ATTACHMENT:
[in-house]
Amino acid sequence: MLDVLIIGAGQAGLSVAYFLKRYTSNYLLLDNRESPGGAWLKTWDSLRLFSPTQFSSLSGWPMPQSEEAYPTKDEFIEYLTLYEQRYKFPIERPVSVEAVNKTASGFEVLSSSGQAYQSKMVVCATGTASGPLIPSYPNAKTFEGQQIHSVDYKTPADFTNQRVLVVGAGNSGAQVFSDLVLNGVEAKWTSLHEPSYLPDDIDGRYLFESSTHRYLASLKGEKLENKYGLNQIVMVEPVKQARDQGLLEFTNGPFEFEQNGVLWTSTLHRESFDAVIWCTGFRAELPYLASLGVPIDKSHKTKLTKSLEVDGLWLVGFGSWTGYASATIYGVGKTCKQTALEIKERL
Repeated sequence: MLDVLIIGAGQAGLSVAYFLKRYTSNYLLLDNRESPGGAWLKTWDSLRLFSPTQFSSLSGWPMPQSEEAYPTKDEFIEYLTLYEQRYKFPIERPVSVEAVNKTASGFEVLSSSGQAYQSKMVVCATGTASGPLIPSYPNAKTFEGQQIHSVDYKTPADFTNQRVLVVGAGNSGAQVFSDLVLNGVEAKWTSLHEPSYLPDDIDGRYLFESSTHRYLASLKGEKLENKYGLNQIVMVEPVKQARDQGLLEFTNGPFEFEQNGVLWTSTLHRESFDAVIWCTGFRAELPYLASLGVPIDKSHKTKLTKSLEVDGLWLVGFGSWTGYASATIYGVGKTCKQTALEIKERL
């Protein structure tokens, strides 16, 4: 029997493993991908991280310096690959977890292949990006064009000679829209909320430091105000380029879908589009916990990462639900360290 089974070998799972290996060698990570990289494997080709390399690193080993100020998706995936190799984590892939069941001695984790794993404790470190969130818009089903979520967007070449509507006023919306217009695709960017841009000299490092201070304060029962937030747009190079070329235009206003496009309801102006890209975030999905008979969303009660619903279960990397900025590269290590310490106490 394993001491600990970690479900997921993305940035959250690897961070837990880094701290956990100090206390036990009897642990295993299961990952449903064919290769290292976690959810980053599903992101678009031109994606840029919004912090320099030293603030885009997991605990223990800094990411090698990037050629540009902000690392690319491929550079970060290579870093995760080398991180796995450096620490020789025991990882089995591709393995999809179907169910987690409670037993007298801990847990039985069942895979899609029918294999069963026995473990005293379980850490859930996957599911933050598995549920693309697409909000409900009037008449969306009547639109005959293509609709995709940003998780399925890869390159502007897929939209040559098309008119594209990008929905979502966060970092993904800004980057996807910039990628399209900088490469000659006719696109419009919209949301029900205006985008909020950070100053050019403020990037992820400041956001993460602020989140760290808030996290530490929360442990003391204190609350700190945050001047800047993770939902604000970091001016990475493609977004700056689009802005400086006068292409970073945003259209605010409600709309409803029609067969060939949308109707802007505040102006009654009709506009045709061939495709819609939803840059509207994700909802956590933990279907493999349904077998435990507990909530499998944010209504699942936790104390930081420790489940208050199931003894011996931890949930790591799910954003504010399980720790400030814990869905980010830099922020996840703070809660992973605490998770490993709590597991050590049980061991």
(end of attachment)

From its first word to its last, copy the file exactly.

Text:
[in-house]
Amino acid sequence: MLDVLIIGAGQAGLSVAYFLKRYTSNYLLLDNRESPGGAWLKTWDSLRLFSPTQFSSLSGWPMPQSEEAYPTKDEFIEYLTLYEQRYKFPIERPVSVEAVNKTASGFEVLSSSGQAYQSKMVVCATGTASGPLIPSYPNAKTFEGQQIHSVDYKTPADFTNQRVLVVGAGNSGAQVFSDLVLNGVEAKWTSLHEPSYLPDDIDGRYLFESSTHRYLASLKGEKLENKYGLNQIVMVEPVKQARDQGLLEFTNGPFEFEQNGVLWTSTLHRESFDAVIWCTGFRAELPYLASLGVPIDKSHKTKLTKSLEVDGLWLVGFGSWTGYASATIYGVGKTCKQTALEIKERL
Repeated sequence: MLDVLIIGAGQAGLSVAYFLKRYTSNYLLLDNRESPGGAWLKTWDSLRLFSPTQFSSLSGWPMPQSEEAYPTKDEFIEYLTLYEQRYKFPIERPVSVEAVNKTASGFEVLSSSGQAYQSKMVVCATGTASGPLIPSYPNAKTFEGQQIHSVDYKTPADFTNQRVLVVGAGNSGAQVFSDLVLNGVEAKWTSLHEPSYLPDDIDGRYLFESSTHRYLASLKGEKLENKYGLNQIVMVEPVKQARDQGLLEFTNGPFEFEQNGVLWTSTLHRESFDAVIWCTGFRAELPYLASLGVPIDKSHKTKLTKSLEVDGLWLVGFGSWTGYASATIYGVGKTCKQTALEIKERL
């Protein structure tokens, strides 16, 4: 029997493993991908991280310096690959977890292949990006064009000679829209909320430091105000380029879908589009916990990462639900360290 089974070998799972290996060698990570990289494997080709390399690193080993100020998706995936190799984590892939069941001695984790794993404790470190969130818009089903979520967007070449509507006023919306217009695709960017841009000299490092201070304060029962937030747009190079070329235009206003496009309801102006890209975030999905008979969303009660619903279960990397900025590269290590310490106490 394993001491600990970690479900997921993305940035959250690897961070837990880094701290956990100090206390036990009897642990295993299961990952449903064919290769290292976690959810980053599903992101678009031109994606840029919004912090320099030293603030885009997991605990223990800094990411090698990037050629540009902000690392690319491929550079970060290579870093995760080398991180796995450096620490020789025991990882089995591709393995999809179907169910987690409670037993007298801990847990039985069942895979899609029918294999069963026995473990005293379980850490859930996957599911933050598995549920693309697409909000409900009037008449969306009547639109005959293509609709995709940003998780399925890869390159502007897929939209040559098309008119594209990008929905979502966060970092993904800004980057996807910039990628399209900088490469000659006719696109419009919209949301029900205006985008909020950070100053050019403020990037992820400041956001993460602020989140760290808030996290530490929360442990003391204190609350700190945050001047800047993770939902604000970091001016990475493609977004700056689009802005400086006068292409970073945003259209605010409600709309409803029609067969060939949308109707802007505040102006009654009709506009045709061939495709819609939803840059509207994700909802956590933990279907493999349904077998435990507990909530499998944010209504699942936790104390930081420790489940208050199931003894011996931890949930790591799910954003504010399980720790400030814990869905980010830099922020996840703070809660992973605490998770490993709590597991050590049980061991």